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Tramadol Tramadol
Tramadol Tramadol

Tramadol is a centrally acting analgesic with a unique, dual mechanism of action, within the central nervous system (CNS). It exerts agonistic properties at opiate receptors and interferes with neurotransmitter reuptake.

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Tramadol is a centrally acting analgesic with a unique, dual mechanism of action, within the central nervous system (CNS). It exerts agonistic properties at opiate receptors and interferes with neurotransmitter reuptake. Tramadol also binds weakly to µ-opiate receptors, blocking pain signal transmission to brain. Tramadol has been effective in controlling post-operative pain, but is not suitable as an adjunct to anesthesia because of low sedative properties.

Pharmacological Class: Opioid analgesic


  • Moderate to Severe Pain
  • Pain
  • Acute Musculosketetal Pain

Pharmachologic action

Tramadol is a centrally-acting opioid analgesic. Although its mode of action is not completely understood, from animal tests, at least two complementary mechanisms appear applicable: binding of parent and M1 metabolite to μ-opioid receptors and weak inhibition of reuptake of norepinephrine and serotonin. Opioid activity is due to both low affinity binding of the parent compound and higher affinity binding of the O-demethylated metabolite M1 to μ-opioid receptors. The relative contribution of both tramadol and M1 to human analgesia is dependent upon the plasma concentrations of each compound. Tramadol is known to inhibit reuptake of norepinephrine and serotonin in vitro, as some other opioid analgesics. These mechanisms may contribute independently to the overall analgesic profile of tramadol.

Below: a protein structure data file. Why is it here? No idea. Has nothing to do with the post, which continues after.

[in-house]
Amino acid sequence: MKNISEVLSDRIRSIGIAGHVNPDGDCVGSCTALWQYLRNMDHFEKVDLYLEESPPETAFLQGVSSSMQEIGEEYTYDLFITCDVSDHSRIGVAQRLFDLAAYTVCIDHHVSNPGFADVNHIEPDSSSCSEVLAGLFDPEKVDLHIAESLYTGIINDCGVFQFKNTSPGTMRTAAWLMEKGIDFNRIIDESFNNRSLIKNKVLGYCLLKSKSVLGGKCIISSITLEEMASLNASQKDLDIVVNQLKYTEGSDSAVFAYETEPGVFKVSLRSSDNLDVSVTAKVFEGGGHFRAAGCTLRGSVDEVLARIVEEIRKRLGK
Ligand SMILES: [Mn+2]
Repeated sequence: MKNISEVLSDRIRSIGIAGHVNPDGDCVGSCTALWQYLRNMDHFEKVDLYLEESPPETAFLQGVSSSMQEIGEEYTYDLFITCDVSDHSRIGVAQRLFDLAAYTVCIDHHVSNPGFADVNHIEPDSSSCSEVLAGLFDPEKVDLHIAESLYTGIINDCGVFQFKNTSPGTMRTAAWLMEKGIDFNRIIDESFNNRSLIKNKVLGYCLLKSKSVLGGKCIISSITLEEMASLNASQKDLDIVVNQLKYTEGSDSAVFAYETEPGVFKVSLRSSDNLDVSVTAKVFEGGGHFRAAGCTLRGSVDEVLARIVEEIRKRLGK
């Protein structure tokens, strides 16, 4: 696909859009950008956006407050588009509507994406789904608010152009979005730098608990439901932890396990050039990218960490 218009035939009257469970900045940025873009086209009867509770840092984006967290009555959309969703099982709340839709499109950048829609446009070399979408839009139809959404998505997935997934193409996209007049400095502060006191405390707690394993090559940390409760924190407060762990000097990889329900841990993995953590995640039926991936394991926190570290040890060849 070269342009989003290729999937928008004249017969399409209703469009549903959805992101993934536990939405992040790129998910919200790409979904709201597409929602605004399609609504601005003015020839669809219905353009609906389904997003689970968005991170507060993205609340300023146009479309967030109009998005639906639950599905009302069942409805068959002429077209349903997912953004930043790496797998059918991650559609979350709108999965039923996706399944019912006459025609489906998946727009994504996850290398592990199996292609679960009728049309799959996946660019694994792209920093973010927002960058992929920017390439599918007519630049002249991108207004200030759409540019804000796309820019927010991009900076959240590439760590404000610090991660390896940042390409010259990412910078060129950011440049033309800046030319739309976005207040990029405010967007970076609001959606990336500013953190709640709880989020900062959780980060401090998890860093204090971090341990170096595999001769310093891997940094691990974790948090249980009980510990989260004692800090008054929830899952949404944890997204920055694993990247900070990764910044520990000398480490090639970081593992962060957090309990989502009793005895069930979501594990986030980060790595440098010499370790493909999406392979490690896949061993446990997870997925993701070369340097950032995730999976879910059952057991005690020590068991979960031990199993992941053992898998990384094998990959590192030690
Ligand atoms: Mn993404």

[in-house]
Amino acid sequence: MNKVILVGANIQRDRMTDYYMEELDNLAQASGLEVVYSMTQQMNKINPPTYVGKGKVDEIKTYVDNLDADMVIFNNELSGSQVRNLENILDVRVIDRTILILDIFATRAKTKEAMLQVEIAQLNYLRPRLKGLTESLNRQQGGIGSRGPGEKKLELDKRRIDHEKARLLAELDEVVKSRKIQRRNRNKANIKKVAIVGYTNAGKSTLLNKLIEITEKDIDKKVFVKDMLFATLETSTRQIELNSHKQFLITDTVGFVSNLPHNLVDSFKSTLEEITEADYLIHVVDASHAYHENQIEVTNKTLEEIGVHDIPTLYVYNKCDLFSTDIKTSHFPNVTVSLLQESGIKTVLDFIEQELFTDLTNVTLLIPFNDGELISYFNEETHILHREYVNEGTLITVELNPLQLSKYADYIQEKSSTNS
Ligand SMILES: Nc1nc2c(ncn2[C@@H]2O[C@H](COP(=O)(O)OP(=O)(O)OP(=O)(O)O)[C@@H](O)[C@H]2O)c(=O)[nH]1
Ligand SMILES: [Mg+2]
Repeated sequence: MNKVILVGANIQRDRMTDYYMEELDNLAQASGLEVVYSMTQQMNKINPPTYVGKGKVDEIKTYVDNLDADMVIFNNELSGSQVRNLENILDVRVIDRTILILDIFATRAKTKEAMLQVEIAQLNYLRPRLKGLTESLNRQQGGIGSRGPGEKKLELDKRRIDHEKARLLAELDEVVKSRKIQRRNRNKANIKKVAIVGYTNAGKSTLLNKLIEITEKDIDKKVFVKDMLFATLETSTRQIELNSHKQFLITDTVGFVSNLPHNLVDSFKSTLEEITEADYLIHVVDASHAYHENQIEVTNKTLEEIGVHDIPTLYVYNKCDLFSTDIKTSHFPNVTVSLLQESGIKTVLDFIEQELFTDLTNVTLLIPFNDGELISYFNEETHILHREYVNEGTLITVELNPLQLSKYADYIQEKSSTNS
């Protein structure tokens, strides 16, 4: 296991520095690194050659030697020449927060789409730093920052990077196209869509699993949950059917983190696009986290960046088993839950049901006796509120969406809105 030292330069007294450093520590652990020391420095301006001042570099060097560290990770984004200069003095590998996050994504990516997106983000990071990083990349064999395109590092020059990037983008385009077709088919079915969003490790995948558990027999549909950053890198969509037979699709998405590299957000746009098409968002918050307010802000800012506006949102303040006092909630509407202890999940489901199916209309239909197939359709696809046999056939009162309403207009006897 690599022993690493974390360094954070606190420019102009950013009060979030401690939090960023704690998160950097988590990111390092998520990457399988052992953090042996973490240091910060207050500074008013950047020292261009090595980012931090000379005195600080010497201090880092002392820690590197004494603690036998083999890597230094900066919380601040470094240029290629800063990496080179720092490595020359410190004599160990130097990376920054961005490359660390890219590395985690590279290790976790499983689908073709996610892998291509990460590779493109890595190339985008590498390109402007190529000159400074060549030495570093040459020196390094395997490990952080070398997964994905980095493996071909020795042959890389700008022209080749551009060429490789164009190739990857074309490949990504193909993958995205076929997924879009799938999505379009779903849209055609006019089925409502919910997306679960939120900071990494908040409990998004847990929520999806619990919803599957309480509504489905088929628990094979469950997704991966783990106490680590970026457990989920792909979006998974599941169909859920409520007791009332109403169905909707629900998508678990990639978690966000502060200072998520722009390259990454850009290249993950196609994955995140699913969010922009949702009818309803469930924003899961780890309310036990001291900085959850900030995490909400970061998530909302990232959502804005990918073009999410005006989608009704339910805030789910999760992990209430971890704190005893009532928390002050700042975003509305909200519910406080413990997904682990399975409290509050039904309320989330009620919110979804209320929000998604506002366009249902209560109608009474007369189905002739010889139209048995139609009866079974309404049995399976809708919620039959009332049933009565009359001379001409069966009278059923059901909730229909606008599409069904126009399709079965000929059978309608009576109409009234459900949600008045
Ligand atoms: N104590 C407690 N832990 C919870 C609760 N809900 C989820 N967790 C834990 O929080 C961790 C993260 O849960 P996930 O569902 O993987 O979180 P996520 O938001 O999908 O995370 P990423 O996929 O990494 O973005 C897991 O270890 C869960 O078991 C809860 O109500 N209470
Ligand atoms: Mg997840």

• Adult dose: 50 to 100 mg orally every 4 to 6 hours as needed for pain
  • Pediatric dose: 1 to 2.5 mg/kg orally every 8 hours as needed for pain


Tramadol absorption is found to be 34% ±34. Volume of distribution is found to be 2.7 l/kg and plasma protein binding is 20%. Renal Excretion accounts for 30% (unchanged) 60% (as metabolite) and plasma half life is 6.3 hours.


  • Contraindicated in patients who are hypersensitive to opioids.
  • Contraindicated in situations where opioids are contraindicated including acute intoxication with any of the following: alcohol, hypnotics, centrally acting analgesics, opioids or psychotropic drugs. It may worsen CNS and respiratory depression in these patients.
  • Concomitant use of tramadol and MAO inhibitors (or within 14 days following discontinuation of such therapy) is contraindicated.

Drug interaction

  • Concomitant administration of CYP2D6 and/or CYP3A4 inhibitors, such as quinidine, fluoxetine, paroxetine and amitriptyline (CYP2D6 inhibitors), and ketoconazole and erythromycin (CYP3A4 inhibitors), may reduce metabolic clearance of tramadol increasing the risk for serious adverse events including seizures and serotonin syndrome.
  • Patients taking carbamazepine may have a significantly reduced analgesic effect of tramadol hydrochloride.

Side effects

Common (affecting between 1 in 10 to 1 in 100)

  • Abdominal problems (diarrhea, constipation, nausea, or stomach pain)